Another useful utility to have is Preference Manager, for trashing, backing, and restoring your preference files. It’s free from Digital Rebellion. While you can now reset your preferences by holding Option-Command while launching the application, this does not allow you to backup and restore preferences, which Preference Manager does. In addition Preference Manager works with many other applications, Compressor, Motion, Adobe Creative Cloud, Avid editing applications, legacy Final Cut Studio,  Lightworks, Logic, and Pro Tools. You can get it here. Digital Rebellion also makes the Pro Maintenance Tools, which, if you’re in trouble, are a very valuable resource. Pro Maintenance Tools include Plugin Manager that lets you check for plugins that might crash your application at startup. Again this works with a variety of applications including FCPX. In addition Digital Rebellion makes the Pro Media Tools. This is an excellent collection of useful utilities for pro editors, including QT Edit, which allows you to incorporate chapter markers in your QuickTime files.

Other Professional Tools

A great tool developed for the movie Focus  is Shot Notes X, which lets you take CVS files used for production notes on set and convert it to XML for FCP to bring in metadata from the field into editorial.  

EDLs may be of fossilized format but it’s still used in some places. If you need to export an EDL from FCPX, you need EDL-X from XMiL. This creates standard CMX3600 EDLs.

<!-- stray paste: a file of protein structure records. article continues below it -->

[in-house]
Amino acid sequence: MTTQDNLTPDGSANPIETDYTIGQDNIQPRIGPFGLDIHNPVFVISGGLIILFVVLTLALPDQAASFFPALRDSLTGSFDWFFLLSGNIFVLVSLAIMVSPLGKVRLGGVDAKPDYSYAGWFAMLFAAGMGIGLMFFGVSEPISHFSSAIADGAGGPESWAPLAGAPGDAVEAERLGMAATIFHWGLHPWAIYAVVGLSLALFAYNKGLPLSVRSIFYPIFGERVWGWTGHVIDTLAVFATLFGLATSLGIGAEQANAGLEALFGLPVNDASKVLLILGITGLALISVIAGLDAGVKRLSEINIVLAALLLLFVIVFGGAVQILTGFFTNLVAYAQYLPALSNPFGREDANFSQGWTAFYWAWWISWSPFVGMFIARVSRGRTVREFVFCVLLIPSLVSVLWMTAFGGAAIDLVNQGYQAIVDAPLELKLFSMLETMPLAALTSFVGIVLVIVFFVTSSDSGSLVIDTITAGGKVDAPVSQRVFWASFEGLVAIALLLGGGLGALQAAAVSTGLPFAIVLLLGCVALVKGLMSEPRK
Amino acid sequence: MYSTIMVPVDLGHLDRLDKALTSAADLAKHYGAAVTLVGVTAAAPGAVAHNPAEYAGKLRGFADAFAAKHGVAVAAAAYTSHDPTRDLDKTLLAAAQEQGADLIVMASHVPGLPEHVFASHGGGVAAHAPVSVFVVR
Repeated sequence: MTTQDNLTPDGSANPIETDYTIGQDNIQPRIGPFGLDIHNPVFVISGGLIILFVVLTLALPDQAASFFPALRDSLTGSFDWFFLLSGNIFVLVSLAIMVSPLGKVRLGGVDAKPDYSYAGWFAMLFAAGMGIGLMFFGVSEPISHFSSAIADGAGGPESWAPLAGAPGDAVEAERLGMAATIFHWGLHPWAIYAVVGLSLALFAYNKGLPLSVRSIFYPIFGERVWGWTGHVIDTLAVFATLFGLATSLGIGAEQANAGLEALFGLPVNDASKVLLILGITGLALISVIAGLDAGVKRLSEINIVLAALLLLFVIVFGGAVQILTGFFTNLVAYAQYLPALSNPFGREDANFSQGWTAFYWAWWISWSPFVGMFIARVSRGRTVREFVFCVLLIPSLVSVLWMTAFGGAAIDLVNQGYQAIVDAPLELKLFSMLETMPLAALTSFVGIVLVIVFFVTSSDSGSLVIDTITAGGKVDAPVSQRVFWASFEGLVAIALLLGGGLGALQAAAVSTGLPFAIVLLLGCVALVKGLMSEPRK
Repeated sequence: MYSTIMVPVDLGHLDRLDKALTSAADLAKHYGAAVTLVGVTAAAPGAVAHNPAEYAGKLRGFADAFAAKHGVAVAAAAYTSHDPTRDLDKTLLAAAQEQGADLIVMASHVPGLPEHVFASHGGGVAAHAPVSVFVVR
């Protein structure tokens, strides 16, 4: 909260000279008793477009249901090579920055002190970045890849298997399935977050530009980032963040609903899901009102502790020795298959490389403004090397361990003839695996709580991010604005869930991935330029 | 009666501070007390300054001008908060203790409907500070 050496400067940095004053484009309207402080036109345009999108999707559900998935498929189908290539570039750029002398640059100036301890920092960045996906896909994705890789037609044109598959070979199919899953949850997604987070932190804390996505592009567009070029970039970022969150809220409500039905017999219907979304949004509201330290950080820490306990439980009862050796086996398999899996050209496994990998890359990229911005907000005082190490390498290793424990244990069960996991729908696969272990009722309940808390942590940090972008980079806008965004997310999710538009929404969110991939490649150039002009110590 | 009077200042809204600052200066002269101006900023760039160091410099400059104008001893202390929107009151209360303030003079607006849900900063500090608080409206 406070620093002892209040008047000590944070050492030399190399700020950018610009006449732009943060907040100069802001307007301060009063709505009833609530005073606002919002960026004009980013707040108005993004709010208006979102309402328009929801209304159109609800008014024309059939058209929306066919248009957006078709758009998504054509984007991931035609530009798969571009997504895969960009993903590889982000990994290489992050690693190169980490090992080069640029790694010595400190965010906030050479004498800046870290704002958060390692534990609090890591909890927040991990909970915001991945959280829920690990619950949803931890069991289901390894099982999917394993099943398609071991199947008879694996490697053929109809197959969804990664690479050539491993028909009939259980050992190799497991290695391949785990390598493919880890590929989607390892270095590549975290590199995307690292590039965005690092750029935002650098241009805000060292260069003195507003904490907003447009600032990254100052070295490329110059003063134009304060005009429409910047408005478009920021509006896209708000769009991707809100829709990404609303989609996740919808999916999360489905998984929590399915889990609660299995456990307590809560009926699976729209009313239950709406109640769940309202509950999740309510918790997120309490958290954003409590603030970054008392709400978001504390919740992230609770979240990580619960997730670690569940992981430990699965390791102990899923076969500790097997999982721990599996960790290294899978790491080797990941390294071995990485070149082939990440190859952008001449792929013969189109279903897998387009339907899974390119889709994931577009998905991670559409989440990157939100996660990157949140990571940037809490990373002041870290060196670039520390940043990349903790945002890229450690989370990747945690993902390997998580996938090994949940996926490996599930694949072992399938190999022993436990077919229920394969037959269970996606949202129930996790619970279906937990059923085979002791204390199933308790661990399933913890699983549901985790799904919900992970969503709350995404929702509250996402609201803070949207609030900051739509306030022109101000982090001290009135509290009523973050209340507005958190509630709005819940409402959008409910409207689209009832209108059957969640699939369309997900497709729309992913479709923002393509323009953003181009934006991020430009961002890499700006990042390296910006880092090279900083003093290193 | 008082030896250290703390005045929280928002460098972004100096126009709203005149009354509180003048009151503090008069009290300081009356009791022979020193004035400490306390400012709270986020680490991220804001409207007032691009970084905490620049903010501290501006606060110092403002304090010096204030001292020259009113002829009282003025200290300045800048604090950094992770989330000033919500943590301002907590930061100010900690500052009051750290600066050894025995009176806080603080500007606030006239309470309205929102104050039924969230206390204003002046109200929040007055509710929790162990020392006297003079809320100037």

Also from XMiL is Marker, which shows you lists of where all your media actually in on your hard drives, in which folders, highlights them, and lets you tag them. It opens all the folders that hold your media.

Another useful tool from Rainer Standke and XMiL is Keywords. This is an XML tool that allows you to export all your keywords from your projects or events, and list how often each is used. It can be displayed as tab-delineated text or in a spreadsheet.

All three of the XMiL products are available through the App Store.

Another useful utility is ClipExporter, which uses an FCP XML export file, to export each of the clips in a project as a QuickTime reference movie. Also from Thomas Szabo is Primaries Exporter, available from the App Store for free for testing, and includes in app purchases to activate its full potential. It can export the primary clips, together with still frames based on markers, as well as a metadata spreadsheet for the clips.

Because of the weak integration between FCPX and Motion 5, FCPX Send to Motion may of great value to you. It does exactly what it says. Using XML it sends your FCP project to Motion.

Here's a handy little tool if you need to export images from a timeline for reference purposes, which many editors like to do to keep a scene layout as they progress, especially for longer productions with multiple sequences. Use fcpImageExporter. Simply drop markers in the FCP timeline wherever you need to have an image and export an XML file. Drop the XML file on fcpImageExporter to generate the stills.